Historical Fiction: Luncheon of the Boating Party, by Susan Vreeland

5.0 out of 5 stars Art as love

What goes through an artist’s mind during the act of  creating a painting? Susan Vreeland makes that question the theme of Luncheon of the Boating Party. Generally agreed to be one of Renoir’s masterpieces, Luncheon is a huge canvas depicting fourteen people enjoying a repast at an inn along the River Seine. Renoir is depicted at the pivotal point in his career when he was struggling to decide  whether to persist with the impressionist genre, or to incorporate more formal techniques and styles. Provoked by a critical comment from Emile Zola, he embarks upon a quest to produce a work to serve as the definitive rebuttal.

Vreeland immerses her readers within the heart of Montmartre and the romantic Parisian ideal of “modern life”. A joyous commingling of street scenes and cafe society, artists and models, dealers and yachtsmen, Luncheon is an earthy, incandescent evocation of one of the art world’s most momentous eras. Enjoy!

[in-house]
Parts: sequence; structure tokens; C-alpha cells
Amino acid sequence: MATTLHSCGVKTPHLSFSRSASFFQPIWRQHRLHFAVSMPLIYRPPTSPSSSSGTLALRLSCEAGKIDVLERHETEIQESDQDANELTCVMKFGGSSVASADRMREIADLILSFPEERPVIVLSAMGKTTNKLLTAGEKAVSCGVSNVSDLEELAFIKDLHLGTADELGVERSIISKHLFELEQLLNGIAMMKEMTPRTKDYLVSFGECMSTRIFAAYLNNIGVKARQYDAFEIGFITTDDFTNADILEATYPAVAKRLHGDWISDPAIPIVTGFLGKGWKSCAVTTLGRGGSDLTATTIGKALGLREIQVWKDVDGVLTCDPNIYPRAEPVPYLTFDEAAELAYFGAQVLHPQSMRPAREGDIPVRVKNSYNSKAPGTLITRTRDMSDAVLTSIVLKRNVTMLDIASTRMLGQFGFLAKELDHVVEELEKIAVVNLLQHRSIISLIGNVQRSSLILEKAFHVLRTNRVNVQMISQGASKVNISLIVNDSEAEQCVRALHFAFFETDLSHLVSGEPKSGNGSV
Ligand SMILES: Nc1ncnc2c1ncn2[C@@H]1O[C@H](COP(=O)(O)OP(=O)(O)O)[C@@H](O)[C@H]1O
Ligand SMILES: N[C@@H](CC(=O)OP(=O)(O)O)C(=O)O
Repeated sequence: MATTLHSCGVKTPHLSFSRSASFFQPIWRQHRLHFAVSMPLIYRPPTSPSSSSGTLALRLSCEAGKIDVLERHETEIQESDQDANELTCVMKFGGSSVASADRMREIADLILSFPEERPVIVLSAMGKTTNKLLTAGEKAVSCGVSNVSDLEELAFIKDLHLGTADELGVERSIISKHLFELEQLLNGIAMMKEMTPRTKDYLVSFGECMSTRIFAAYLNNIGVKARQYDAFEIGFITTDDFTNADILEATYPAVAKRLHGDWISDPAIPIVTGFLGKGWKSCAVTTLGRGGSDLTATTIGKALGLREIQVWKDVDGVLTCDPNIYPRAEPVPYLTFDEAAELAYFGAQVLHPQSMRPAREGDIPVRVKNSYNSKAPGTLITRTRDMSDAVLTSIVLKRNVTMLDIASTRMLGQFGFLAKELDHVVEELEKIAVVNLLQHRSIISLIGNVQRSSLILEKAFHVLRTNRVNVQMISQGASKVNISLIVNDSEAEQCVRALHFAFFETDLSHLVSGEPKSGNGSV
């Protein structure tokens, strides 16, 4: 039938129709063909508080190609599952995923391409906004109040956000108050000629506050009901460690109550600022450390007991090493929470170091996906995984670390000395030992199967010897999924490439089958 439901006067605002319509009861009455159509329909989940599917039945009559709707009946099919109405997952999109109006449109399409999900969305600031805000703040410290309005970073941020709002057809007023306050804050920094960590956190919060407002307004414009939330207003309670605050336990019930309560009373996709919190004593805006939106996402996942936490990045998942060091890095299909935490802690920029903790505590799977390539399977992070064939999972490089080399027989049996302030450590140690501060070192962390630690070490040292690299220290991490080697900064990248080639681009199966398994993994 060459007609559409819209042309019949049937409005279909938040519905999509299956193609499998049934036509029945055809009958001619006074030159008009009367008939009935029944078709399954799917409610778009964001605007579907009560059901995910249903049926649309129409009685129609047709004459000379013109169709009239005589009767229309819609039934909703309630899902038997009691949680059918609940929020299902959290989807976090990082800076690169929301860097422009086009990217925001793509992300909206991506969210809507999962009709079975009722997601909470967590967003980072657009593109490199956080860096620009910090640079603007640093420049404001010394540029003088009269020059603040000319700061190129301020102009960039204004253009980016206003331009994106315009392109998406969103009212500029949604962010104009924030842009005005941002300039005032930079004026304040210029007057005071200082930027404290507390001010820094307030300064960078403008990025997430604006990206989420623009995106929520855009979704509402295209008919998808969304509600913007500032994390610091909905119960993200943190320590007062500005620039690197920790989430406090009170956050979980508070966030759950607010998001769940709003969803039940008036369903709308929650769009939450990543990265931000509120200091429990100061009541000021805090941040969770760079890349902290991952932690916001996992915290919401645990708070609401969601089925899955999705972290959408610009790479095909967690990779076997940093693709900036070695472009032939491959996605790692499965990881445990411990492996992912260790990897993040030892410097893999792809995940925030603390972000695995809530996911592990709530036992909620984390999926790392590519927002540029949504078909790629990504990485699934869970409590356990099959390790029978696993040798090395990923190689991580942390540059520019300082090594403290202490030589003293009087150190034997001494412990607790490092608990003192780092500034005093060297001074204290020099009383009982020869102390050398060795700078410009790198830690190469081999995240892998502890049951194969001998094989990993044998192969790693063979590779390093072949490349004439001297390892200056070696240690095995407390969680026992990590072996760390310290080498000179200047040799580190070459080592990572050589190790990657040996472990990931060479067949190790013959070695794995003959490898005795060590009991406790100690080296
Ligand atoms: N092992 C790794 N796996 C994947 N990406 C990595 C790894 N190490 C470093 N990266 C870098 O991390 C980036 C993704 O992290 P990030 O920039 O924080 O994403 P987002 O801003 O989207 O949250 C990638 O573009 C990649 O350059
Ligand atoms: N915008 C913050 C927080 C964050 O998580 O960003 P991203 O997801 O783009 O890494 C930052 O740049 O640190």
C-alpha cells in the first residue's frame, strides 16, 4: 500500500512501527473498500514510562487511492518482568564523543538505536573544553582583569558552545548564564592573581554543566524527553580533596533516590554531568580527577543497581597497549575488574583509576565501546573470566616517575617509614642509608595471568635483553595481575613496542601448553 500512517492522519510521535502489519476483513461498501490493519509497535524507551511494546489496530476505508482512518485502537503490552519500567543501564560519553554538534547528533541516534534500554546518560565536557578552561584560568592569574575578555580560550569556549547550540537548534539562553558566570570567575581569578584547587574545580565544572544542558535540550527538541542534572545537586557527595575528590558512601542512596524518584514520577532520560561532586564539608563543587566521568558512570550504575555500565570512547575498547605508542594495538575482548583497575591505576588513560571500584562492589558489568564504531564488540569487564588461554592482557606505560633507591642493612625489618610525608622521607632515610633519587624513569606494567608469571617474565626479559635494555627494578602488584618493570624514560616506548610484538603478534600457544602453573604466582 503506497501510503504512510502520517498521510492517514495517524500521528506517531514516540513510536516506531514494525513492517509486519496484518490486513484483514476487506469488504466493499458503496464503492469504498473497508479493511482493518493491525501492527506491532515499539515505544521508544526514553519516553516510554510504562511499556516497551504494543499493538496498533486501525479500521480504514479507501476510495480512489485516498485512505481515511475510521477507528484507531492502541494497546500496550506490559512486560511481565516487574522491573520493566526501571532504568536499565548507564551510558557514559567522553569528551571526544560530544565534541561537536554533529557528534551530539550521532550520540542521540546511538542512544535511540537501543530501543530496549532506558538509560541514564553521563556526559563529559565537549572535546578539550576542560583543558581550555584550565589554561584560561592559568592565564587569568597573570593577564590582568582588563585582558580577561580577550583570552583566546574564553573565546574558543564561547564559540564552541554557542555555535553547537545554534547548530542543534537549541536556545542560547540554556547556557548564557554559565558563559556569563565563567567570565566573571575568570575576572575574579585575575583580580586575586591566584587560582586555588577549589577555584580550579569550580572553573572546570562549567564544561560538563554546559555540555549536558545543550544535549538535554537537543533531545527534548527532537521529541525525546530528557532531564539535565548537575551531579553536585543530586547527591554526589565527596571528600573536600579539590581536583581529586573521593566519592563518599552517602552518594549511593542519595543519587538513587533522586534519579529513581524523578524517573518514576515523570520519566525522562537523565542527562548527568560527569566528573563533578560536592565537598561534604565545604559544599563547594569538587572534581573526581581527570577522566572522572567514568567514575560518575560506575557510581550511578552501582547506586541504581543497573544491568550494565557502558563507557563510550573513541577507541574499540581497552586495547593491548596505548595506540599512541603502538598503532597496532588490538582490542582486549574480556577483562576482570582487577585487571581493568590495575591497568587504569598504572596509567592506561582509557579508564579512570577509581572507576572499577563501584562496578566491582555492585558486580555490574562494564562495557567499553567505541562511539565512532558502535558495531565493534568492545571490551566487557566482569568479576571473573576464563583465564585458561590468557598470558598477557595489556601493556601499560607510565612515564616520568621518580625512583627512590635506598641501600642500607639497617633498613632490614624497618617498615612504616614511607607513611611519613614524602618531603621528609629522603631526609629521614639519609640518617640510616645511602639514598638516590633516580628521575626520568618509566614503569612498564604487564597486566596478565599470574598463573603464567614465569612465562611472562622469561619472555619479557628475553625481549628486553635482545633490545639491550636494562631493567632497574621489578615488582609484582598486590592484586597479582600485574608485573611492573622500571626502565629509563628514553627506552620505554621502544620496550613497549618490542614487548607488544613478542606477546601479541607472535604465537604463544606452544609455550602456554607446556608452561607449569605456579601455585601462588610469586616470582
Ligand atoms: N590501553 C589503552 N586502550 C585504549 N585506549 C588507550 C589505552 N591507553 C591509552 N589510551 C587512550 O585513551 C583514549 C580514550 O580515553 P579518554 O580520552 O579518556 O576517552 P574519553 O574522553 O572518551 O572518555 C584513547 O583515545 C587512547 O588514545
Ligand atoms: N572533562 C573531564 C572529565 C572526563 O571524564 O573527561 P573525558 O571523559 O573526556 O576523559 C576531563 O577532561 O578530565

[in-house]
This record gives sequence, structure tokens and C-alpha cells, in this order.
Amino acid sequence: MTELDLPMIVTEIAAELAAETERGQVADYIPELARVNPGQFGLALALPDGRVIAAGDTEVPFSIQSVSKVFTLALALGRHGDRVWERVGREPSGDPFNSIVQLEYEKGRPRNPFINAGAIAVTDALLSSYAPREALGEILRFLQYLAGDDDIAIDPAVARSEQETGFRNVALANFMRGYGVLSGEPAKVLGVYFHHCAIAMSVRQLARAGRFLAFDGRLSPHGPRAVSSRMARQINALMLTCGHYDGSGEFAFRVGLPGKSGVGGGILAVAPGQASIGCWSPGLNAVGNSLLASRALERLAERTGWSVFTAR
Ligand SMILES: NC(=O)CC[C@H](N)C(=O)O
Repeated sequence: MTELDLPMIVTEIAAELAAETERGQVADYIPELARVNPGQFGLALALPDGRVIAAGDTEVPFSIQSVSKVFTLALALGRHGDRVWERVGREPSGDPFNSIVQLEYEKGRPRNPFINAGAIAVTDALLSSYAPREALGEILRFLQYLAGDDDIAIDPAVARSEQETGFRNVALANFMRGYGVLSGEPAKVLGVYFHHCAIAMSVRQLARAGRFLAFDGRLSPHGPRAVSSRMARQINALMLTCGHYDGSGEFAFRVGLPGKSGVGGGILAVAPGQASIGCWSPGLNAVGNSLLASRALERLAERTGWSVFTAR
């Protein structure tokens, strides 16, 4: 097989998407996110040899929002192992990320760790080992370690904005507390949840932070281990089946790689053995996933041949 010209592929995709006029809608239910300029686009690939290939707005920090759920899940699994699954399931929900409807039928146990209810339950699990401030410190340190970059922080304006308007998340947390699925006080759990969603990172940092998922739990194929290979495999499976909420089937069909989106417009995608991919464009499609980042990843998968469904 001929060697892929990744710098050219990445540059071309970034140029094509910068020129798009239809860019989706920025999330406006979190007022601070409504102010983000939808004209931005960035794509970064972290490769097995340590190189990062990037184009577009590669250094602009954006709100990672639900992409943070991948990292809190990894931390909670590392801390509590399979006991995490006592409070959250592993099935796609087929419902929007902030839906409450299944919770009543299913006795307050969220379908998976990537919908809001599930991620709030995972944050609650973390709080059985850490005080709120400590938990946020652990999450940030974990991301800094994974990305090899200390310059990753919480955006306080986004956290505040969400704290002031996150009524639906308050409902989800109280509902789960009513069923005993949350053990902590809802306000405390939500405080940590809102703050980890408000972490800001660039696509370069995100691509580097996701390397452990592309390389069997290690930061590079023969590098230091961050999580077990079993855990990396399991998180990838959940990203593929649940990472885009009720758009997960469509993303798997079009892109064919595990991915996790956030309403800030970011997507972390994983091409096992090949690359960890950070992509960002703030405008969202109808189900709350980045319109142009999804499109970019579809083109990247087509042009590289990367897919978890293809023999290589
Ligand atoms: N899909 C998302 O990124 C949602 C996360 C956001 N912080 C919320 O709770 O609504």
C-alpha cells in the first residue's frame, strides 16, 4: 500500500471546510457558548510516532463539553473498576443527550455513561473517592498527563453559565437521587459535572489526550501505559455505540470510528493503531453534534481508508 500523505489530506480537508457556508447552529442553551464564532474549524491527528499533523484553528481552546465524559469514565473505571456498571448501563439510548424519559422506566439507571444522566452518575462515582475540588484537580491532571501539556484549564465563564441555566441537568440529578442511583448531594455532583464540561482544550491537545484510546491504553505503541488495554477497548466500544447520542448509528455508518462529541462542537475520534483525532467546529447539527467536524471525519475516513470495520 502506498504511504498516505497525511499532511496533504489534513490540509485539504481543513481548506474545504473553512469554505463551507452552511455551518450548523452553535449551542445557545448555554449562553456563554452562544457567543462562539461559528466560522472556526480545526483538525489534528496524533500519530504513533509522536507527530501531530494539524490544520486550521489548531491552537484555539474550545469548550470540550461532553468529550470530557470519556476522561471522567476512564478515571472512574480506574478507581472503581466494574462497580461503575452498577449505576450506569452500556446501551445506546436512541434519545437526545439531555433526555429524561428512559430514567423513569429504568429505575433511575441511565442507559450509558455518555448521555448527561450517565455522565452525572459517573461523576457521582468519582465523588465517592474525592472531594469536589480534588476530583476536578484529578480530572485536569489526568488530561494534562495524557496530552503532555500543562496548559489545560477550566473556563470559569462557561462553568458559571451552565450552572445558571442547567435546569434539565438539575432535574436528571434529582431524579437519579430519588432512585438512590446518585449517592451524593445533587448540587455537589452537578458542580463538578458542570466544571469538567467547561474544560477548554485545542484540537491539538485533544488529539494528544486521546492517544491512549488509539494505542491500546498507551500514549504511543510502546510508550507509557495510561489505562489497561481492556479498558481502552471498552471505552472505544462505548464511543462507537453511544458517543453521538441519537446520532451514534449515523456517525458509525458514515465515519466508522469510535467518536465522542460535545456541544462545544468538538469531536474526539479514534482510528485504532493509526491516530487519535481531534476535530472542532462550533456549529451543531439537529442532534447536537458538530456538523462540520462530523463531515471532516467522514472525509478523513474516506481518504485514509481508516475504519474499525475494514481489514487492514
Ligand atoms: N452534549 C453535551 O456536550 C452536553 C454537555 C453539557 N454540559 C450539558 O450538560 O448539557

Read as part of the Art History Reading Challenge.

2 thoughts on “Historical Fiction: Luncheon of the Boating Party, by Susan Vreeland

  1. Kim says:

    I enjoyed the book, thought it could have used a little editing, but was great to read when I was going to see the painting at the Phillips Collection in Washington DC. I sat in front of it thinking of all the fun stories the author weaved around one work of art.

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